Texas Gov. Greg Abbott says that apprehension of border-crossing immigrants and drugs have increased dramatically from last year, justifying his decision to step up National Guard troops assigned to the Texas-Mexico border in keeping with President Donald Trump’s desires.
Abbott said in an April 9, 2018, interview with Trey Ware on San Antonio’s KTSA radio station:
"People must understand the math behind what is going on and that is this: And that is from this March, being last month, compared to last year, there’s been a more than 200 percent increase in the number of people who are apprehended coming across the border. And I’ll tell you this, there’s been more than a 200 percent increase in apprehension(s) of heroin coming across the border. This is real dangerous stuff that we must get control of before we further lose control of our border."
We were curious about those stats, so we asked the governor’s campaign for backup. We didn’t hear back.
Next, we turned to government-posted border and heroin apprehension figures, focusing first on apprehensions of people.
Counting border apprehensions
Apprehension counts--often cited as an indication of illegal border crossings--are regularly posted by Customs and Border Protection, the part of the U.S. Department of Homeland Security primarily responsible for regulating the movement of people and goods across U.S. borders.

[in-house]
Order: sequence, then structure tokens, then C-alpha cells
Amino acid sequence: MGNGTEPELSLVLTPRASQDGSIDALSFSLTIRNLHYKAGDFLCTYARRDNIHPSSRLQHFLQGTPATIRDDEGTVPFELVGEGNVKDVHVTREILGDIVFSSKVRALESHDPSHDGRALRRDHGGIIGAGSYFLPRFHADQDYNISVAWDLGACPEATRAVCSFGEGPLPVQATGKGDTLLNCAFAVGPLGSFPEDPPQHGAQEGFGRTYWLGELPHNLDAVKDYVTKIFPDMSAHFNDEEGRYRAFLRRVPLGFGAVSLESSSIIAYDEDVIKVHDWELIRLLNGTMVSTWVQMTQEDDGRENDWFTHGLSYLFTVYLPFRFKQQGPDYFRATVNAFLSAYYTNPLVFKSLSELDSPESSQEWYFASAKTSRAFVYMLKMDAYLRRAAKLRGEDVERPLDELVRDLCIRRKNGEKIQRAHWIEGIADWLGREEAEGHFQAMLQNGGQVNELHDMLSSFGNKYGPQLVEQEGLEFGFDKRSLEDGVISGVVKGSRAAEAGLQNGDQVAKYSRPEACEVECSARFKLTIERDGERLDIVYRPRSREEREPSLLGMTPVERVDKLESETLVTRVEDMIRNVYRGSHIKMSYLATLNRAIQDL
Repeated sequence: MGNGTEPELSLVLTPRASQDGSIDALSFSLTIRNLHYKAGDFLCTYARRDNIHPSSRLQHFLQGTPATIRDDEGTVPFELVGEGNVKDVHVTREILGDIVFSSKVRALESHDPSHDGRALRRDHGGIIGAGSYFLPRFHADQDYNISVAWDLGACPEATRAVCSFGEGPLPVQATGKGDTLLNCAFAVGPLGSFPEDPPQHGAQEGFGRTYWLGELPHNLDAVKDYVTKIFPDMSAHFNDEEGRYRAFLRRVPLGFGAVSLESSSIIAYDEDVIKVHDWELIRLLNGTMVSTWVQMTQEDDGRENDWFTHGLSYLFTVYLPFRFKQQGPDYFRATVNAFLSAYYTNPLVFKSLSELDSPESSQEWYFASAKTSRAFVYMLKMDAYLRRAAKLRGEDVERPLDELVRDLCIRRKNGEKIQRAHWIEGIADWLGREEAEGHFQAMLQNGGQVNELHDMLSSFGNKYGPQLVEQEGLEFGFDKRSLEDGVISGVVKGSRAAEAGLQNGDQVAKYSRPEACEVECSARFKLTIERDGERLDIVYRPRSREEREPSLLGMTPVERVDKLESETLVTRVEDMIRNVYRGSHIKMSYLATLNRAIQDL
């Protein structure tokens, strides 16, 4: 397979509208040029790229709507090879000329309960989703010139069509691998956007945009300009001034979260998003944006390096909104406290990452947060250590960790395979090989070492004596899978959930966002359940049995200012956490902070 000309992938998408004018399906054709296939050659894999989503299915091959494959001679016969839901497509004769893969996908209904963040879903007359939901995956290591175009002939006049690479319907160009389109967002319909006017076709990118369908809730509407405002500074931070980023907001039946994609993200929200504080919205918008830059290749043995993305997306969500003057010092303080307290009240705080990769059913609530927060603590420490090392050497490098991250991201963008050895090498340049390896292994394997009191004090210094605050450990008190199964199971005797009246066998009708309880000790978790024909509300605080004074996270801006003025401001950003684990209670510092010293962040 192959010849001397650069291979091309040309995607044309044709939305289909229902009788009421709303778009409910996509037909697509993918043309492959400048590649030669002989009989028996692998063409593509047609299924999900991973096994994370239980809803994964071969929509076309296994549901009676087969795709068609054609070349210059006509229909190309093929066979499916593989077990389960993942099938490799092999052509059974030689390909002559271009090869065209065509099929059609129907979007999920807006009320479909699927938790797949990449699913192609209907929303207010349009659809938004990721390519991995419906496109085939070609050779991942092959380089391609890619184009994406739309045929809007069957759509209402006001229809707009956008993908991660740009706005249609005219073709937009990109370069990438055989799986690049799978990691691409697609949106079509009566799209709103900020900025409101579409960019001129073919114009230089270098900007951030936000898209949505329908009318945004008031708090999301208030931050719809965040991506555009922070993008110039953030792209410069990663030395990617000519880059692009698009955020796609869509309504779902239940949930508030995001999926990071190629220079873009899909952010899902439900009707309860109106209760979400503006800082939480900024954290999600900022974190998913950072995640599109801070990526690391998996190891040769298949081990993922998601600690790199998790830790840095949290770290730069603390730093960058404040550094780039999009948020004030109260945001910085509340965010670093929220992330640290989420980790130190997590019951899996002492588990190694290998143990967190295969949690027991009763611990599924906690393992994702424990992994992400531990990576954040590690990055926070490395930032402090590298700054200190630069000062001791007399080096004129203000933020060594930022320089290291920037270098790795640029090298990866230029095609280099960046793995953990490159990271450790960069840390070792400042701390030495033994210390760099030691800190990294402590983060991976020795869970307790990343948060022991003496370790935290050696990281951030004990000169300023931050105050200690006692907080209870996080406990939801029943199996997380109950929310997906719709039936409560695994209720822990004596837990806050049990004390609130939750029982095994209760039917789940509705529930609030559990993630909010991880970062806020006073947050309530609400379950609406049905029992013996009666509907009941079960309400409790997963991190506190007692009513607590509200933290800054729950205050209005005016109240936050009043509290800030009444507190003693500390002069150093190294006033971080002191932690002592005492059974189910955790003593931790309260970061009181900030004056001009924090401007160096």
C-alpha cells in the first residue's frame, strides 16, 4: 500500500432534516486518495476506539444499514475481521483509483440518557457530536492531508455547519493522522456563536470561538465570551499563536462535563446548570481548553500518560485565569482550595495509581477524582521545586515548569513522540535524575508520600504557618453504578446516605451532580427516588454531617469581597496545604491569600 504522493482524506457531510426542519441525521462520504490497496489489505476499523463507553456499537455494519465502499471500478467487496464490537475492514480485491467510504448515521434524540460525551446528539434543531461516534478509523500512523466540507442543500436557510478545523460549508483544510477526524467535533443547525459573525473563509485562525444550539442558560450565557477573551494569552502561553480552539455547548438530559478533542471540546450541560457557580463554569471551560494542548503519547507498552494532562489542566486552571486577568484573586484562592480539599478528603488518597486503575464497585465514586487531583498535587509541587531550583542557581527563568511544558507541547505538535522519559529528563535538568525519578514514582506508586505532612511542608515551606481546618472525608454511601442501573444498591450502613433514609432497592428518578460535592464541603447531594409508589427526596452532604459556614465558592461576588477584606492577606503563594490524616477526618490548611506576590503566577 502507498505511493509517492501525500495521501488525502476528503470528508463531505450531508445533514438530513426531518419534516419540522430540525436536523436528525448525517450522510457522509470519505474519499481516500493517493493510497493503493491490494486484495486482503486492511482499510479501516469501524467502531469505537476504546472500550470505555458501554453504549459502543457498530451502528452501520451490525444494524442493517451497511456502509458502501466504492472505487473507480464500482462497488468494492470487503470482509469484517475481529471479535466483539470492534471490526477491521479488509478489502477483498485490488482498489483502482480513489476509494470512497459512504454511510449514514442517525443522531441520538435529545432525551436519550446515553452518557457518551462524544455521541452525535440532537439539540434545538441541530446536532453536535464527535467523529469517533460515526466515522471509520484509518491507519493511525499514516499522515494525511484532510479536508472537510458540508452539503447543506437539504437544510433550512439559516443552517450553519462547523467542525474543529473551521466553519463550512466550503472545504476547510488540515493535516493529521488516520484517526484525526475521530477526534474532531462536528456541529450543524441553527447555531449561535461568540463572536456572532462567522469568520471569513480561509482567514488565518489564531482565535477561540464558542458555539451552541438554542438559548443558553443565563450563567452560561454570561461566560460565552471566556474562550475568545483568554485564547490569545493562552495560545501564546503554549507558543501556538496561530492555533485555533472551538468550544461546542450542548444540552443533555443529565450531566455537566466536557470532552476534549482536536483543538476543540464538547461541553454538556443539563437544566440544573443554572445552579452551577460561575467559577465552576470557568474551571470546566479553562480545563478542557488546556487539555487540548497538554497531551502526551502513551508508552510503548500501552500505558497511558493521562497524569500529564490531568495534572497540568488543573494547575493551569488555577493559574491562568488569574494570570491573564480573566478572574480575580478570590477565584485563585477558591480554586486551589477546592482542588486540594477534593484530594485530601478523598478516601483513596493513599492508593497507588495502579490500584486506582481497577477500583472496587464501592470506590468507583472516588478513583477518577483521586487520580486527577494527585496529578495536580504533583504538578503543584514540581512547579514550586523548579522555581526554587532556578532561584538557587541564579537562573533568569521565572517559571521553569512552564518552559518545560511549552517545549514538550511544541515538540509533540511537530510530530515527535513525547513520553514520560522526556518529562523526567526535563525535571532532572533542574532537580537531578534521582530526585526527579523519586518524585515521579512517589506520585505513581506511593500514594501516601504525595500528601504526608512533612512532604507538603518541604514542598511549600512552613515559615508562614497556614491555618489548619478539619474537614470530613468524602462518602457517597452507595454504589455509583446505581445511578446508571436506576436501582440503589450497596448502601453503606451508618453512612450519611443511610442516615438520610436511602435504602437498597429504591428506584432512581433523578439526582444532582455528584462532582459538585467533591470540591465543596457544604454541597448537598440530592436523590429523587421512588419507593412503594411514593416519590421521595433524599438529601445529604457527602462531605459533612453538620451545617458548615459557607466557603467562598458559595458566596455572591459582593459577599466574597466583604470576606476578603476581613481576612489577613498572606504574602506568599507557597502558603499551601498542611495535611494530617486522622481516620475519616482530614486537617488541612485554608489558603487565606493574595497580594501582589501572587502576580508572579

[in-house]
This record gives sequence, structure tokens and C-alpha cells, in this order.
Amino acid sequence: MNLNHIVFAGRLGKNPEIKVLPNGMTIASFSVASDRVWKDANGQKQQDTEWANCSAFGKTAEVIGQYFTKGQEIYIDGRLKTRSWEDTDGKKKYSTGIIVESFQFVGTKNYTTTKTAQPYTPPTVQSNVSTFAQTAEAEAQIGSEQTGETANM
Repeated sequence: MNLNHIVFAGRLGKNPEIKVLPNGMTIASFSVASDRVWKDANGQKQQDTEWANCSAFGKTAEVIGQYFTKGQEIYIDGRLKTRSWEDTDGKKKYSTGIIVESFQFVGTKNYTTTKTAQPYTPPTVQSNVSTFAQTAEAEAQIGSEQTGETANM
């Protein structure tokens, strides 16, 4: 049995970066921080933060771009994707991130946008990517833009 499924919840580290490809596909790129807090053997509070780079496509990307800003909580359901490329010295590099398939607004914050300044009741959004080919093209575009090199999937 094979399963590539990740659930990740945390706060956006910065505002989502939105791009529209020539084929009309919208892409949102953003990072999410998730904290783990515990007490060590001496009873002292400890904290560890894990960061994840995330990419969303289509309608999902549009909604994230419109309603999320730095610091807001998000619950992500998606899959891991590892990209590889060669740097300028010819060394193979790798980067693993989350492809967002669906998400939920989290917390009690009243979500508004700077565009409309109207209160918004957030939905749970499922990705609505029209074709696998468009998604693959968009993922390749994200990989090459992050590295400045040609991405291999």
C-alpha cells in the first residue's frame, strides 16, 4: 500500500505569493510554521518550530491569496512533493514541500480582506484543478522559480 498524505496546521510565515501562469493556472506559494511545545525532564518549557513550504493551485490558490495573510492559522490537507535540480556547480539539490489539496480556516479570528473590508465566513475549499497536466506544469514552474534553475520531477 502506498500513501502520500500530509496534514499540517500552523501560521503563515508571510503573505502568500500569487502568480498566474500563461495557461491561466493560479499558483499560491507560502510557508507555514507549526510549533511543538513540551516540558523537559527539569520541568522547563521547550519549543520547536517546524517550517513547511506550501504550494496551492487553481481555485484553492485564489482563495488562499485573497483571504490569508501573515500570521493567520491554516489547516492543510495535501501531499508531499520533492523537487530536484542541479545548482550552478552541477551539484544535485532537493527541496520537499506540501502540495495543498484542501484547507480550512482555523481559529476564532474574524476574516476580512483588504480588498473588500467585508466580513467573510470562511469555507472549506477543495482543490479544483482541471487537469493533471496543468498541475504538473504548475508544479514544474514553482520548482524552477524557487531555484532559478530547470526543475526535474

Generally, the number of people detained in the Border Patrol’s Southwest region, which runs from Brownsville, Texas, to San Diego, Calif., has mostly decreased since 2005, according to a CBP document we checked that provides such details for every year since 2000:
SOURCE: Web page, "Total Monthly Apps by Sector and Area, FY2000-FY2017," Customs and Border Protection, undated (accessed April 10, 2018)
But Abbott’s claim to KTSA was limited to comparing the number of individuals apprehended near the border in March 2018 with the tally of individuals detained the same month the year before.
We confirmed a more than 200 percent difference in apprehensions for the chosen months. That’s partly because the 2017 count was historically low.
In March 2018, a CBP chart indicates, Border Patrol agents apprehended 37,393 individuals near the border. That was up 207 percent from the agency’s March 2017 apprehension of 12,195 individuals along the border. But the chart shows, too, that that the March 2017 count was down 64 percent from March 2016--and the lowest for any March from 2000 on:
SOURCES: Web pages, Customs and Border Protection, "Total Monthly Apps by Sector and Area, FY2000-FY2017," undated; "Southwest Border Migration FY2018," last published April 4, 2018; "CBP Enforcement Statistics FY2018, undated (accessed April 10 and 19, 2018)